Linear actuators work by moving an object or piece of equipment in a straight line, moving an object extremely accurately and repeatably if required. The first reason for designing a linear actuator into a system is for the need to move a payload in a linear fashion quite than a rotary one. As most conventional electrical motors are rotary, a linear actuator
is used to transform rotary motion to linear motion.
The electric motor is generally related to the linear actuator by a versatile coupling or a belt, enabling the motor to be mounted either axially or perpendicular to the linear actuator. Quite a lot of motor sizes could be mounted to these actuators depending on requirements.
Linear actuators have incorporated linear bearings that help the moving payload, as well as rotary bearings that support either the lead screw, ball screw or belt pulleys. This then permits them to operate as ‘stand-alone’ units, making them simple to mount into current machines and eliminating the need to design/manufacture very expensive custom parts. To increase the load capacity and stability of a linear actuator system, they can be paired up with the payload carried between them, similar to in an XY gantry style stage. In this case, a shaft or belt is usually used to keep the two actuators in sync with each other.
Options of Linear Actuators
Linear Actuators have the next features:
Easy maintenance or upkeep free
Protection ratings available for some models
Suitable for harsh environments
Rugged and reliable
Industries and applications for Linear Actuators
Linear Actuators can be utilized in various applications that require a load to either be lifted, lowered, pushed, pulled, rotated or positioned. Linear Actuators are utilized in industries together with:
Materials dealing with
Types of Linear Actuators
Picking the right type of linear actuator to your motion application may also help you achieve the perfect results. Lead Screw Actuators, Ball Screw Actuators and Belt Actuators are three types of linear actuators that can be used in numerous applications to produce motion.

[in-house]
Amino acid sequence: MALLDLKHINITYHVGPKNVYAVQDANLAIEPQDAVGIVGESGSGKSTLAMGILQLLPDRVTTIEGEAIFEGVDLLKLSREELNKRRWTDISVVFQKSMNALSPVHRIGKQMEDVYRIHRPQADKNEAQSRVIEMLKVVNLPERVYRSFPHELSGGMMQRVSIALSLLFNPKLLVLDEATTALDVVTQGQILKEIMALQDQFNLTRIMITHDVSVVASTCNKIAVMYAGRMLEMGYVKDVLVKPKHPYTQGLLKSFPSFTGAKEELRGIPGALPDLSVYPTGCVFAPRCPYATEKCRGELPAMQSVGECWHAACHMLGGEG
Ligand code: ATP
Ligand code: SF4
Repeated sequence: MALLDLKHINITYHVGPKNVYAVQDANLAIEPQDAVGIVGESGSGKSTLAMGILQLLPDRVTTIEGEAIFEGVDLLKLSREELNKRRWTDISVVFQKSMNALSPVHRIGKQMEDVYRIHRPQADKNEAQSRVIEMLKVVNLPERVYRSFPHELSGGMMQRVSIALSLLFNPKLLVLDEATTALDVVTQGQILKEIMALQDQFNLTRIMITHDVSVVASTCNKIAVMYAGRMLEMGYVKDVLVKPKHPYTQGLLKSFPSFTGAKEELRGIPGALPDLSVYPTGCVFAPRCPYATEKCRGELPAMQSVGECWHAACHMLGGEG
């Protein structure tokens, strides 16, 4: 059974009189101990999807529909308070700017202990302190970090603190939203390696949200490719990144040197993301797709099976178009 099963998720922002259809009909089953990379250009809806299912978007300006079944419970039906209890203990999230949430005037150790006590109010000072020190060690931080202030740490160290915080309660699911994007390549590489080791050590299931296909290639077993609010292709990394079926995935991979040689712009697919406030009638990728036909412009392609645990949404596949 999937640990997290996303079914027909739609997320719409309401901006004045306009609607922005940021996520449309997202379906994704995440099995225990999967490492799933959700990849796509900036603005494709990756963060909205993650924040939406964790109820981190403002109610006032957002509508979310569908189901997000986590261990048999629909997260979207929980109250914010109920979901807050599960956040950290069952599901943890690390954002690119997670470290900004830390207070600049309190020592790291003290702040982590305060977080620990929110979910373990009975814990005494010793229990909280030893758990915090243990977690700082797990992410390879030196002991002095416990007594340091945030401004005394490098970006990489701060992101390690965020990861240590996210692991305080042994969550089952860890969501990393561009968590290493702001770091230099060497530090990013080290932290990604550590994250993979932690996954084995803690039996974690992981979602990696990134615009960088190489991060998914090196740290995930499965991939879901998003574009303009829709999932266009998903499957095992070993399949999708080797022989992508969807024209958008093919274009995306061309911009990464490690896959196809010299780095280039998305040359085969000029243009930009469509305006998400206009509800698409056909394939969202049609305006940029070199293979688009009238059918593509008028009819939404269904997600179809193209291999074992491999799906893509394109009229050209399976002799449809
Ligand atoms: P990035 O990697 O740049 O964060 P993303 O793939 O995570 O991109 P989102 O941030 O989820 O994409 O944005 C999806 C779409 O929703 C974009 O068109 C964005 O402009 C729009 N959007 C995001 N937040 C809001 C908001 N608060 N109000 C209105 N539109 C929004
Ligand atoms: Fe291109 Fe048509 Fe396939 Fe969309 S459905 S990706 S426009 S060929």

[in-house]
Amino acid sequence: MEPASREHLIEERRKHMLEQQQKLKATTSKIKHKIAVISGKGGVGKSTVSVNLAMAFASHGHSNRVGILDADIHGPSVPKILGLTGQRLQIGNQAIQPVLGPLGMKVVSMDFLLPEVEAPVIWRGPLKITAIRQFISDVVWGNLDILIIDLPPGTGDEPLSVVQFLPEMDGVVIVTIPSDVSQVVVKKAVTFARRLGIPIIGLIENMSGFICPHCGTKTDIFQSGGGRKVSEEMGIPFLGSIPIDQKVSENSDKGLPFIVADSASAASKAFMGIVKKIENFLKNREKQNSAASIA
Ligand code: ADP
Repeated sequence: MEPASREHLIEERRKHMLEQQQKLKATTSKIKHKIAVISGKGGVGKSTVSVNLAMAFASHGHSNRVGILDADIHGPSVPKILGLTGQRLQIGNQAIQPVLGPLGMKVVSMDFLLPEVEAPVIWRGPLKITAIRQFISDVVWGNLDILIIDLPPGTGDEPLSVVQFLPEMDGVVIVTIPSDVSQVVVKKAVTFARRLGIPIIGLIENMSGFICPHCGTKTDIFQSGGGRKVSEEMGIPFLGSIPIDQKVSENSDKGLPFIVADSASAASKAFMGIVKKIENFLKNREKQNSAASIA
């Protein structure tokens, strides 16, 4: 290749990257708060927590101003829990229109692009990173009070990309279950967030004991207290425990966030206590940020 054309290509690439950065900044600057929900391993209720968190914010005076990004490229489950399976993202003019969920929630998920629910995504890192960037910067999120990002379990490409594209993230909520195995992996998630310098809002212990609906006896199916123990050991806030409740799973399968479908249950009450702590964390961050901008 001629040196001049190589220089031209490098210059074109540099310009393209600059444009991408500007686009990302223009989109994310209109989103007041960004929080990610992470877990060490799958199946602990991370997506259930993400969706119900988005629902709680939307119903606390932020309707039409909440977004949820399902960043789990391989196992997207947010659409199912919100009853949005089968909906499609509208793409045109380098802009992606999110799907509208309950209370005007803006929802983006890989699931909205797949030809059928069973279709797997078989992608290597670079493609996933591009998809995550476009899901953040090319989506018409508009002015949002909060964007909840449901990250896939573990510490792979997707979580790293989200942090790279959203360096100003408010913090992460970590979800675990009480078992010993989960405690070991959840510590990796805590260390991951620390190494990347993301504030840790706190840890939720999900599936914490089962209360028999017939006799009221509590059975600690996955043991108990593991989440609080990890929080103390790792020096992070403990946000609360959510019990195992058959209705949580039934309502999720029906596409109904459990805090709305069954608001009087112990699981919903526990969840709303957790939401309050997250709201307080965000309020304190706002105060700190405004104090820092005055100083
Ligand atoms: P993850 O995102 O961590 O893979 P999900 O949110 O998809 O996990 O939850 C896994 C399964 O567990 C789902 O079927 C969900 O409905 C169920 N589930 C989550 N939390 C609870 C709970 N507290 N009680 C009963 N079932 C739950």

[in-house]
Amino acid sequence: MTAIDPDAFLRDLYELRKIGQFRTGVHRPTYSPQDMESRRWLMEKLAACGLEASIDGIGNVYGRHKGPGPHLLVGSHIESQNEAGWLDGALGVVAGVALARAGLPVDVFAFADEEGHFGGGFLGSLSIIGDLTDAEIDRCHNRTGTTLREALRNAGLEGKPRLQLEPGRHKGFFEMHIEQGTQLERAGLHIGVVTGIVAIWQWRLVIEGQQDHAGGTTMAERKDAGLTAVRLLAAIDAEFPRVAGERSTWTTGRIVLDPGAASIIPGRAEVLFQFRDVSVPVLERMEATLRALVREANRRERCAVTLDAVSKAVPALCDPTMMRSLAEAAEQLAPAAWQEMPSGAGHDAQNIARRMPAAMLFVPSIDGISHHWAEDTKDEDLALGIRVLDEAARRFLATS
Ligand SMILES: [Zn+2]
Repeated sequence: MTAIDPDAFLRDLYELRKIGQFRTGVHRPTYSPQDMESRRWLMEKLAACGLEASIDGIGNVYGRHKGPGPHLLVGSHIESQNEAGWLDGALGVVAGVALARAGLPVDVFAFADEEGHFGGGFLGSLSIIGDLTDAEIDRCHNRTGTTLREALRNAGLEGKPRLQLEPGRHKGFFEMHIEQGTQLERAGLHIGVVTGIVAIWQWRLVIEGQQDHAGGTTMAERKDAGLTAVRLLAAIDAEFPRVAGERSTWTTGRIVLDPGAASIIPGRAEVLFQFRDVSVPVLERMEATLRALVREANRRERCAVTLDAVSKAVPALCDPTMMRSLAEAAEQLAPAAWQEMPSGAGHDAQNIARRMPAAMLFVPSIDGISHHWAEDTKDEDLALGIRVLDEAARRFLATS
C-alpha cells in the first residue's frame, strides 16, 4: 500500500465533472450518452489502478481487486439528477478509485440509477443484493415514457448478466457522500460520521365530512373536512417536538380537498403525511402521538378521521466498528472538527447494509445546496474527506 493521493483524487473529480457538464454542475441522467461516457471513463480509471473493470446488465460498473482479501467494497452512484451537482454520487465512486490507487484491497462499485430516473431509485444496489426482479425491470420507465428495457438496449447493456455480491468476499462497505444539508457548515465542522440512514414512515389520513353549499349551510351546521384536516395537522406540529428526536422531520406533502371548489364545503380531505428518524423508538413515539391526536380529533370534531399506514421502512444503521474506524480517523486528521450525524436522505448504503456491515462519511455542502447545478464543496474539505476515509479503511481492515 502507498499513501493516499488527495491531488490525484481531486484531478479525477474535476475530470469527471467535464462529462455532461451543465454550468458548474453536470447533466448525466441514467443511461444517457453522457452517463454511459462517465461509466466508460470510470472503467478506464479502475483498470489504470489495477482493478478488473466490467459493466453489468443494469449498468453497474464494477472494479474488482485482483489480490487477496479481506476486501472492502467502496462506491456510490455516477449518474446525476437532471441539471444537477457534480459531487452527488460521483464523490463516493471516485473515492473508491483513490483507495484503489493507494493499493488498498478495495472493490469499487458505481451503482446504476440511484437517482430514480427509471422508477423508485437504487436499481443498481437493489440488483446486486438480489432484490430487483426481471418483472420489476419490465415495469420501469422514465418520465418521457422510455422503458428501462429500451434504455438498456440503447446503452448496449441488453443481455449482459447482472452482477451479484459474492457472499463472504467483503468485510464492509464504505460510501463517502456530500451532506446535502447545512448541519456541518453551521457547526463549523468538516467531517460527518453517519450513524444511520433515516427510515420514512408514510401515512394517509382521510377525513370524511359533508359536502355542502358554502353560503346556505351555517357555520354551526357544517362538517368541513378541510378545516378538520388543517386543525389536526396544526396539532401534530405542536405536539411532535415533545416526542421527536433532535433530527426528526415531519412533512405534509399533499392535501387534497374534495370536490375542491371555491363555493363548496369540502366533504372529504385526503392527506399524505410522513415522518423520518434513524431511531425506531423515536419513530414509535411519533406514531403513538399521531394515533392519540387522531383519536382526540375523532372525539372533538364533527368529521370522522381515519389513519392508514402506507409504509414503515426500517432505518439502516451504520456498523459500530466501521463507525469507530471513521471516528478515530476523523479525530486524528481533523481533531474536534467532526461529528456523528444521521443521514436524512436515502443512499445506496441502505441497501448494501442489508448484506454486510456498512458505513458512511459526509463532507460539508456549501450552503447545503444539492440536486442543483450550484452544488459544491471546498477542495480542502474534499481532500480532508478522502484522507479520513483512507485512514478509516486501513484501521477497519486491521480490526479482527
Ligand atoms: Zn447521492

A Lead Screw Actuator makes use of a plain screw/nut arrangement to translate the rotary motion from a motor to linear motion. A manually pushed screw or an AC induction motor are probably the most commonly used strategies to supply the rotary motion, as they're generally used in low price and low precision applications. The ability of the actuator to ‘back drive’ is reduced over ball screw actuators as a result of low effectivity of the screw/nut. In some applications, this will be an advantage as it helps to keep the payload stationary whilst not in motion. Applications include agricultural equipment and guide lift systems, the place safety and reliability are more critical than precision and performance.
A Ball Screw Actuator makes use of a high precision nut with recirculating ball bearings that rotate around a ground screw thread. In principle this is very similar to a regular ball race with the load being transmitted by the rolling balls. The significant advantages of this system are high-precision and low friction, giving a very environment friendly method of converting rotary motion to linear motion. Stepper or servo motors are generally used to provide the rotary motion. Ball screw actuators are well suited to repeatable indexing and fast cyclic applications similar to machine instruments, scientific devices and medical systems.
Belt actuators work where a belt is carried between two pulleys and connected to the moving carriage, then as the belt rotates the carriage is pulled alongside the actuator. One of the pulleys is pushed by a motor which is generally mounted perpendicular to the actuator and paired using a versatile coupling. They offer a relatively low-price different, as they inherently have a decrease degree of precision. Belt pushed linear actuators are excellent for lengthy journey and high linear pace applications akin to packaging and automated materials handling systems.